Turkey on Friday hosts world leaders to commemorate the centenary of the World War I battle of Gallipoli, sending out a message of reconciliation -- and patriotic pride over one of the most dramatic Ottoman victories of the war.
Tens of thousands lost their lives on both sides in a grinding nine month battle between the German-backed Ottoman forces and Allies including Australian, British and New Zealand troops trying to break through to take Constantinople and knock the Ottoman Empire out of the war.
Today, the fallen from both the Ottoman and Allied sides lie close together in separate cemeteries on the Gallipoli peninsula on the western edge of Turkey, in what has long been seen as a powerful symbol of reconciliation between former enemies.
In recognition of this, Turkish President Recep Tayyip Erdogan will host leaders of the World War I Allies, including Prime Minister Tony Abbott of Australia, New Zealand Premier John Key, as well as the heir to the British throne Prince Charles and his son Harry.
The leaders will attend ceremonies throughout Friday at the beaches where the Allied troops launched their attacks, only to meet with fierce Ottoman resistance that lasted until the evacuation of the last Allied troops in January 1916 in what is widely regarded as a failed campaign.
On Saturday, the focus will be on the dawn services to remember the Australian and New Zealand soldiers who lost their lives thousands of miles from home in a sacrifice that helped forge a national consciousness in those nations and is still remembered as Anzac Day on April 25.
"Our forebears faced terrible trials, but the worst of times brought out the very best in them. Their perseverance, selflessness, courage and compassion came to define us as a nation," Abbott said ahead of the anniversary.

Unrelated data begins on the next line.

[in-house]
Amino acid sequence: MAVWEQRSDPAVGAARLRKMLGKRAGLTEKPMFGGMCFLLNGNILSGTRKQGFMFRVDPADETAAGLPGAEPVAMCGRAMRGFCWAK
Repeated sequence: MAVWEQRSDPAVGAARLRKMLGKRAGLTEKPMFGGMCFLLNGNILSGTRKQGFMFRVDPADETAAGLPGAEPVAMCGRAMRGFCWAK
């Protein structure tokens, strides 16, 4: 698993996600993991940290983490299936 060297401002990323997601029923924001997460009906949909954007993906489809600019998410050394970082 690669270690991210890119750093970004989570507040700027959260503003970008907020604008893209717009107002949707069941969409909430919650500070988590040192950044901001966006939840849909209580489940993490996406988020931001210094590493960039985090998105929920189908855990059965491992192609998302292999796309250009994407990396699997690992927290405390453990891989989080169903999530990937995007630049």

- 'Armenia not on agenda' -
However there are several notable key figures missing, including French President Francois Hollande and Russian President Vladimir Putin, who will be attending commemorations in Yerevan to mark 100 years since the start of mass killings of Armenians under the Ottoman Empire.
The juxtaposition of the dates has aroused heavy emotions ahead of the anniversaries, with Armenians accusing Turkey of shifting the main Gallipoli event forwards by one day from Saturday to Friday to deliberately overshadow the Yerevan ceremonies.
The Gallipoli land campaign began on April 25 when the Allied troops launched their attacks. Armenians mark the start of the massacres on April 24 when Armenian leaders and intellectuals were rounded up in Constantinople.
Armenia says some 1.5 million Armenians were killed in a campaign of genocide by the Ottoman authorities to wipe out their people. But Turkey has always resisted the term genocide, sticking to its line with even greater vehemence ahead of the anniversary.
"Armenia is not on our agenda," at the Gallipoli commemorations, Erdogan said bluntly, sniping that in Yerevan "they will talk and talk and insult Turkey."
Turkey is keenly focused on ensuring no dark historical chapters overshadow the commemorations of the Gallipoli Battle, which as in Australia and New Zealand is seen as critical in forming a modern national consciousness.
The Ottoman Empire, already on its last legs, would lose the war along with its German allies, but the defeat of the Allied attack created a national pride that would then be felt in the War of Independence and then the creation of the modern Turkish state in 1923.
A key Ottoman commander at Gallipoli was a lieutenant colonel named Mustafa Kemal, later known as Ataturk, who would emerge as the founder of the Turkish Republic and who remains its national icon.
In a sign of the importance of the anniversary, the presidency this week issued a nationalist-tinged advertisement showing Ottoman troops praying ahead of the battle to the sound of Hollywood-style film music and the voice of Erdogan declaiming a patriotic poem.